We note that the product koff for Cul1d/Rbx1 (1.1 s-1) is similar to the kcat we measured for both single- and multi-turnover reactions. This suggests that depending on the exact structure of the neddylated CRL substrate, the rate-limiting step may vary from one deneddylation reaction to another. Regardless, our biochemical and cell-based data suggest that if the E-vict mechanism did not exist, product dissociation would become the Achilles heel of deneddylation reactions.
The kinetic parameters reported here coupled with quantitative measurements of protein concentrations by selected reaction monitoring mass spectrometry ([Bennett et al., 2010] and JR and RJD, unpublished data) allow a preliminary estimate of the steady-state distribution of CSN in cells. The total cullin concentration in the 293T cell line used in this work is ~2200 nM. Meanwhile, the CSN concentration is ~450 nM. Although the total amount of Nedd8-conjugated cullins was not measured, immunoblot data suggest that ~1000 nM is a reasonable estimate. The Kd reported here for the [ES] complex (~2 nM), thus predicts potentially near-complete saturation of the cellular CSN pool with neddylated cullins. This implies that formation of new [ES] complexes is limited by the slowest step in the catalytic cycle, i.e. either the conformational rearrangements or product dissociation. In vitro, CSN follows Briggs-Haldane kinetics and cleaves Nedd8 off nearly every neddylated CRL that it binds. Because CSN is not in equilibrium with its substrates in our simplified in vitro system, it cannot rely on differences in substrate Kd to achieve specificity. Thus, differences in koff on the order of ≤10-fold, which might occur with different cullins or substrate adaptors, would be predicted to have minimal effects on catalytic efficiency provided that kon remains roughly the same, as was observed for different configurations of substrate and product in this study. Importantly, this parameter can potentially be profoundly altered by ubiquitylation substrates, E2 enzyme, or other in vivo binding partners of Nedd8-conjugated CRLs, which compete with CSN (Emberley et al., 2012; Enchev et al., 2012; Fischer et al., 2011) and thus should reduce its apparent kon. It is also conceivable that binding partners might alter the partitioning of the CSN–N8-CRL complex either by increasing koff and/or reducing kcat, such that N8-CRL bound to an ubiquitylation substrate dissociates prior to completion of the conformational rearrangements that culminate in its deneddylation.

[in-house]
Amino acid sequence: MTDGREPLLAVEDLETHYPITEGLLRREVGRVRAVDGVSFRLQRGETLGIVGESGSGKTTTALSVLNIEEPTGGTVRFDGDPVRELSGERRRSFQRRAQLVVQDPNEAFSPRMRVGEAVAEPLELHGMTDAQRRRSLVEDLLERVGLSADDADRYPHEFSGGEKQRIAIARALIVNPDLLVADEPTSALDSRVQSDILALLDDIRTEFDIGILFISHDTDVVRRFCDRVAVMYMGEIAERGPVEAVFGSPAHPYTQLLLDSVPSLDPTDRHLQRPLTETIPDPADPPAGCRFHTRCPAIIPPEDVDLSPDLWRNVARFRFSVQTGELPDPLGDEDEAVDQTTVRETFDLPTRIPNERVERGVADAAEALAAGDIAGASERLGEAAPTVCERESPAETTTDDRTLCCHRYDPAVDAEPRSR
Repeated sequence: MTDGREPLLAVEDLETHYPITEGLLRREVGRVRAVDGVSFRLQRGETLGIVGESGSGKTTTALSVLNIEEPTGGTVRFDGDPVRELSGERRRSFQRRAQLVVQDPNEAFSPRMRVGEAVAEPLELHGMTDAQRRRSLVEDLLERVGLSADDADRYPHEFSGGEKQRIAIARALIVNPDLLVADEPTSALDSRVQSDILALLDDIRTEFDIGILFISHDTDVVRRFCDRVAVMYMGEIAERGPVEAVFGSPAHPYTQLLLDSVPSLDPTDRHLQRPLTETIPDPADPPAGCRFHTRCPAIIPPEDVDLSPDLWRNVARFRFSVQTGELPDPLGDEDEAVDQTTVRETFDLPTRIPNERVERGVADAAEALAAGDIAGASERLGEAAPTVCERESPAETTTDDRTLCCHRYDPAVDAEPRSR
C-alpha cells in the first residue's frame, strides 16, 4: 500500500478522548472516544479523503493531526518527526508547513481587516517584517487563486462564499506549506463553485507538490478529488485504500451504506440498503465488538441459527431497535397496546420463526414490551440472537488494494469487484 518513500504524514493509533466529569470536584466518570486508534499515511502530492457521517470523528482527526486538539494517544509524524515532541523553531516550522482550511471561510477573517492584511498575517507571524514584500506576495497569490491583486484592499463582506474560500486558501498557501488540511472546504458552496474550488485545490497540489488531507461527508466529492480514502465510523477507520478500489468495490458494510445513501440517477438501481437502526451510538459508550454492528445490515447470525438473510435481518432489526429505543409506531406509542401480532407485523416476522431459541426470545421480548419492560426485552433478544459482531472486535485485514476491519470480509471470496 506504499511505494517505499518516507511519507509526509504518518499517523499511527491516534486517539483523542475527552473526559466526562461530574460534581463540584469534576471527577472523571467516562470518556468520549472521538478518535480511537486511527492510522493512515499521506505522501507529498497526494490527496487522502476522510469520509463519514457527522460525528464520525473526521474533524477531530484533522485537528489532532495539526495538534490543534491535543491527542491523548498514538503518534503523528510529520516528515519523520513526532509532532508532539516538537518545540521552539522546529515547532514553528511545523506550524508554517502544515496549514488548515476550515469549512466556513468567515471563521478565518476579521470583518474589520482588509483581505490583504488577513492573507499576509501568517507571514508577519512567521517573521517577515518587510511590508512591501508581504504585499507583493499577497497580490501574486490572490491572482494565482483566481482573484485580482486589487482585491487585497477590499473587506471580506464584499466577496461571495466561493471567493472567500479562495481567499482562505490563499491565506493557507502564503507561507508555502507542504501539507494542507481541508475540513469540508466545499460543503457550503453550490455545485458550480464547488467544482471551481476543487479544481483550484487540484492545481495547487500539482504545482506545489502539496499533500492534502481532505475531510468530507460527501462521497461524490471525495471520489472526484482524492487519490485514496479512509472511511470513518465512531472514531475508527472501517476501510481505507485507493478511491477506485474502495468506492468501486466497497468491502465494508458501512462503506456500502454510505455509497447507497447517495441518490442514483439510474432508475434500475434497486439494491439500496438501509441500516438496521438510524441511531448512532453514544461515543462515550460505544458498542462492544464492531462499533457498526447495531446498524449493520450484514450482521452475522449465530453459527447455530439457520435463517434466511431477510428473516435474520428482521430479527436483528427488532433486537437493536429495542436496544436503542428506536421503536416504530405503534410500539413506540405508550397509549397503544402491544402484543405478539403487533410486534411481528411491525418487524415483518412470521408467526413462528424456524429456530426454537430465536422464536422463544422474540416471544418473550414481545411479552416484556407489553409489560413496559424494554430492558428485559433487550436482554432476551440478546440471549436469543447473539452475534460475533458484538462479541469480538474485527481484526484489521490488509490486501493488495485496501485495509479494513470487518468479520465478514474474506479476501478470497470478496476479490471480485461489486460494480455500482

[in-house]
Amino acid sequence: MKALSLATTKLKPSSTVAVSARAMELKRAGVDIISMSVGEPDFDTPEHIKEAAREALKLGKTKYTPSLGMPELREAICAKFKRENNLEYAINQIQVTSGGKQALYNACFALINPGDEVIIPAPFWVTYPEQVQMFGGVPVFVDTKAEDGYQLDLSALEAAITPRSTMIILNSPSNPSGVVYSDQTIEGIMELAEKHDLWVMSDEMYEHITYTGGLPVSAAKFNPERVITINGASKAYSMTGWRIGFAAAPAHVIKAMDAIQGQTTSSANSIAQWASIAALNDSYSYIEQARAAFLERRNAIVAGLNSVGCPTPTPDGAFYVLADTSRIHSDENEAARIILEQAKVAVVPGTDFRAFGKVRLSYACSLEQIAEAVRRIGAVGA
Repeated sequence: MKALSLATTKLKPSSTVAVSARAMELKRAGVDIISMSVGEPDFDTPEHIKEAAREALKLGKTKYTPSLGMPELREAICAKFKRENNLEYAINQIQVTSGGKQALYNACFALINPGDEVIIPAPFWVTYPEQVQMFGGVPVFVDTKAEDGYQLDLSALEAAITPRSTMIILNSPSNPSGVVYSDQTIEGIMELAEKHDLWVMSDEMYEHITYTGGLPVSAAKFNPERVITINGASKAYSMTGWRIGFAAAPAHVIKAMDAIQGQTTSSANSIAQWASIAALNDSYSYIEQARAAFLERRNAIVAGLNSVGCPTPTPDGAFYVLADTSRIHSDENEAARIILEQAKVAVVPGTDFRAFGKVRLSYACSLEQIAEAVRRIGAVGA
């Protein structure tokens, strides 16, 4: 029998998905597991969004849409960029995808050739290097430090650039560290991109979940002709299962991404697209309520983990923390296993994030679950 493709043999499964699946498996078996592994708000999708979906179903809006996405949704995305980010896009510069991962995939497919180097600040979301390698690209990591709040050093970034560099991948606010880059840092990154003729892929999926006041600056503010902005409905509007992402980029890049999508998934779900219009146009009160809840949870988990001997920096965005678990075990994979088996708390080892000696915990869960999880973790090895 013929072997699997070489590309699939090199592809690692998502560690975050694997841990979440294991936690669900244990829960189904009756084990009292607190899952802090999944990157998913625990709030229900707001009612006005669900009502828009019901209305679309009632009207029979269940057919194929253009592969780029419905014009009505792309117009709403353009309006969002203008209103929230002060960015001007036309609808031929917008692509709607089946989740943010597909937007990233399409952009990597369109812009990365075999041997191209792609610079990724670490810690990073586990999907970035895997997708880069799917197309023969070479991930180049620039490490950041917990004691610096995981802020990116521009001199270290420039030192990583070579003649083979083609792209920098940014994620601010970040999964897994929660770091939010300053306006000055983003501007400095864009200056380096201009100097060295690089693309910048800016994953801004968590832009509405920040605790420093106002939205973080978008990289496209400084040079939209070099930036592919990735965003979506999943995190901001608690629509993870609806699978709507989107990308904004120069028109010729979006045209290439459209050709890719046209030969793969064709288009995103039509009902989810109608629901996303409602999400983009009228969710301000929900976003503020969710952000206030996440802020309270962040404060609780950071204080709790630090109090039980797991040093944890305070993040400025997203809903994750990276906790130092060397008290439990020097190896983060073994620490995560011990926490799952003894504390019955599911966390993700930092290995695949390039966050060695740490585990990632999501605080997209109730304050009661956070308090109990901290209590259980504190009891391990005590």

Based on measurements reported here, it is likely that CSN complexes in cells are constantly undergoing catalysis, dissociating rapidly from product, and rebinding other CRLs on the time-scale of a few seconds or less. Consistent with this picture, addition of a Nedd8 conjugation inhibitor to cells leads to nearly complete disappearance of neddylated cullins within 5 min, and this does not account for the time it takes the drug to equilibrate across the membrane and deplete the cellular pool of Nedd8~Ubc12 thioesters (Soucy et al., 2009). The dynamic properties of CSN measured here reveal a CRL network of extreme plasticity that can be reconfigured in minutes to respond to changing regulatory inputs. Although quantitative studies of CRL network dynamics remain in their infancy, it is evident that the tools are at hand to begin to understand how these remarkable enzymes function and are regulated within cells.